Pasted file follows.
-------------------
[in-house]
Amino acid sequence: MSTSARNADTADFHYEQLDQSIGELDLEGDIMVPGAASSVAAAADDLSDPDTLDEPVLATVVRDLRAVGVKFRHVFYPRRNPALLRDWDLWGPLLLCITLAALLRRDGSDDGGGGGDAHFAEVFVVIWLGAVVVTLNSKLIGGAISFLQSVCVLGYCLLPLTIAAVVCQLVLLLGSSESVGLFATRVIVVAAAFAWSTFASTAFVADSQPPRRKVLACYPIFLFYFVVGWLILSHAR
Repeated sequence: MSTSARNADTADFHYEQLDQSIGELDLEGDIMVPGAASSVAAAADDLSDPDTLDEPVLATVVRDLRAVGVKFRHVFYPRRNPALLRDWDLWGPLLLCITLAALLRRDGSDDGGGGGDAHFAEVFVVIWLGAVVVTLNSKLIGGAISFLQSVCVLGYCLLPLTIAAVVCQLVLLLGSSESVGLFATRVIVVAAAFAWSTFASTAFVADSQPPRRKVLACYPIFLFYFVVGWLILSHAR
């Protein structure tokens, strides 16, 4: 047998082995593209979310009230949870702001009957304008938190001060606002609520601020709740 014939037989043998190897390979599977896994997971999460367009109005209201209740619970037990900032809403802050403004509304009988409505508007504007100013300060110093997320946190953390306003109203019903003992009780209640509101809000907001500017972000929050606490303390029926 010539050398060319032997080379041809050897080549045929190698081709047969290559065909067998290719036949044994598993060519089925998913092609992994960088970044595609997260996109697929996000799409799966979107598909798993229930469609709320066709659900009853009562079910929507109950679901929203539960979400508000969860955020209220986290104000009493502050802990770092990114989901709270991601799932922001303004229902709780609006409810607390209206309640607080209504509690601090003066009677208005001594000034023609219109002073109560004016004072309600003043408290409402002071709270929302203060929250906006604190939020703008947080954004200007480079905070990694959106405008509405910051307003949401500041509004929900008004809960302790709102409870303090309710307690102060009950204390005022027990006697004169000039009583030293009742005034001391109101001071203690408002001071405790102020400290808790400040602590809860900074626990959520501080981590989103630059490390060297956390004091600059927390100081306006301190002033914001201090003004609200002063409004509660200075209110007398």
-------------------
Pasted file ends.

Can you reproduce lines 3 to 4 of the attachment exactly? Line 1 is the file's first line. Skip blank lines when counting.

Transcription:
Repeated sequence: MSTSARNADTADFHYEQLDQSIGELDLEGDIMVPGAASSVAAAADDLSDPDTLDEPVLATVVRDLRAVGVKFRHVFYPRRNPALLRDWDLWGPLLLCITLAALLRRDGSDDGGGGGDAHFAEVFVVIWLGAVVVTLNSKLIGGAISFLQSVCVLGYCLLPLTIAAVVCQLVLLLGSSESVGLFATRVIVVAAAFAWSTFASTAFVADSQPPRRKVLACYPIFLFYFVVGWLILSHAR
């Protein structure tokens, strides 16, 4: 047998082995593209979310009230949870702001009957304008938190001060606002609520601020709740 014939037989043998190897390979599977896994997971999460367009109005209201209740619970037990900032809403802050403004509304009988409505508007504007100013300060110093997320946190953390306003109203019903003992009780209640509101809000907001500017972000929050606490303390029926 010539050398060319032997080379041809050897080549045929190698081709047969290559065909067998290719036949044994598993060519089925998913092609992994960088970044595609997260996109697929996000799409799966979107598909798993229930469609709320066709659900009853009562079910929507109950679901929203539960979400508000969860955020209220986290104000009493502050802990770092990114989901709270991601799932922001303004229902709780609006409810607390209206309640607080209504509690601090003066009677208005001594000034023609219109002073109560004016004072309600003043408290409402002071709270929302203060929250906006604190939020703008947080954004200007480079905070990694959106405008509405910051307003949401500041509004929900008004809960302790709102409870303090309710307690102060009950204390005022027990006697004169000039009583030293009742005034001391109101001071203690408002001071405790102020400290808790400040602590809860900074626990959520501080981590989103630059490390060297956390004091600059927390100081306006301190002033914001201090003004609200002063409004509660200075209110007398």